tame impala

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  • Ausbalia's Tame Impala led by Kevin Parker. have taken the classic psychedelic sounds of cream and '77le ~~hite Album era Beatles , rombining them with elements that
  • 'll!s. that's the ~me one. That'~ the DJ tone I U'>C for a frw I diflt.rent songs. It'~ JU\t an Mremc OJ fuu \Ound wanted to ask bo t h . .

    "

    0 u t e 7-lnch nngle Sundown 5yndrome."

    It was going to go on the album. but for som~ rea son we left it off. I love the lounge-y Byrd~ songs. WP tra ked 't h

    c. 1 Wlt Li.lm Watson at loc Rag [TapeOp UlS, 8B], we !ned new things, like a double-tracked kalOo for the solo. He's got 3 bunch of crary reverbs and echo units. One has a microphone at one end and a speaker at the other. He's got one of those origmal plate reverbs the size of rl door, which we ran the kazoo though. The label asked us to try recording rn a studro to help us get the feel for it. [in anticipation of] a future album. We were domg a double Aside. I've always been a massive fan of l.tam Watson. He's recorded Fabienne Delsol. and I loved his work with The White Stripes. Liam is one of my idols.

    So you had your first positive studio experience? Yeah, you could say that. I trust Liam, so I was more

    wiUing to just be "the guitarist and singer." The only reason I even stood over his shoulder at all is because I was curious to see what he was doing. Mic placement, drum compression, and the rest was up to him. I felt so out of my league; I was in absolutely no position to question him - I just let him do the Liam Watson thing. [Tame Impala drummer] Jay (Watson] and I just played the songs - I was in good hands.

    Then came the lnnerspeoker album, which you recorded in a beach shack? [in lnjidup, south of Perth]

    We were expected to do a debut album. I wanted to do it at home, but the label said I'd have to do it at a different location. They didn't want it to sound like the EP again! It had to be better. It took a while to convince them that I was going to make it sound somewhat professional. I asked my manager to get us some kind of shack by the beach. I figured we might as weU get some sort of romantic place. We booked it for six weeks, with a week in between. Since we had to step up the quality, we borrowed some preamps and compressors from a friend who owns a studio. We hauled aU of it down south in my car and a van, and set up in the living room of this holiday home (Wave House]. The little window-viewing area became the control room, and the rest of the living room was the tracking room. There actuaUy wasn't much need for a control room, since I was playing and the guy operating aU of the shit. There was a stone room downstairs. I had aU these intentions of recording some drums down there, but I never actuaUy got around to moving them. The main room was quite spacey and echoey. There were a lot of glass panels on one side, and plenty of wood.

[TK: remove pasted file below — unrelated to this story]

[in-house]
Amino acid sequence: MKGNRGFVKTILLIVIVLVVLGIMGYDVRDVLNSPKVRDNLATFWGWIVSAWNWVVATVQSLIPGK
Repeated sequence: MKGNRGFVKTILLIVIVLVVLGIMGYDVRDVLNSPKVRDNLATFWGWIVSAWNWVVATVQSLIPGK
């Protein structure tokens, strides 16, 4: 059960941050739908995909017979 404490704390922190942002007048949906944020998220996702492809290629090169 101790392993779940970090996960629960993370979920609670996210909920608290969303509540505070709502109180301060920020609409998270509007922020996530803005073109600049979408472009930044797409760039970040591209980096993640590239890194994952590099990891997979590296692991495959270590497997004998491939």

Dicl you have to do anything to treat the IJMIGe in particular?

    I thought. ''Ok.Jy, w~ miqht ~swell " I'm rr.~lly thankflll Tim was there with sugrJ~tions. I h~rl been using t11o microphones for the drums. and llhouqhl il w~s ~uit.c hi-fi. He wa, Li~e. "Um, no. [Give th~m) more th~'' th.1l, and run t~m through t~ Nevr~." If that guy hadn't been therP. lhr album would havr, ,ounded a whole lot cru~t iPr than it dors. I ran't r~corrl vor.1ls wilh othr.r pt'opiJI itnJund, l:wc.aus.'! the house '1/rJr., .o opm, Dom IDormmr Snnper ba;, and 'JUit>lf) and Tim wrrt always around, ,o I did those l hontf'.

    What did you end up doing for the drums?

    We had [Shure] SM57\ on the toms, but I don't thrnk Wf' u~ed them much in the [final mix]. The mam drum mic that I used was an AKG 0190. l put that right on th~ side of the snare shell and compressed it in a way that sounded good. If you put a mic there, record. and play it back. rt sounds horrible. If you don't set the right attack and release. it sounds horrible; but when you reach the sweet spot. it sounds like the most perfect triphoppy, Portishead sound. It's really nice. Because the compression ends up being heavy - high-ratio and low threshold - it picks up the whole kit. Then, from there, you just put a bit of kick in. I was kind of spooked out about having a top mic on the snare that I wouldn't use. It just made me feel a bit apprehensive, doing the take; but since then I've teamed that having a mic on top of the snare is quite a useful thing for adding attack. An SM57 was on the kick, but as far away as possible. I hate that top-end attack that you have to try to get rid of. I prefer to not have it there in the first place. The kick drum had two heads on it and barely any [muffling]. It was a very lively room.

    What did you record to? I tracked to a Boss [multitrack] unit again - a BR-1600.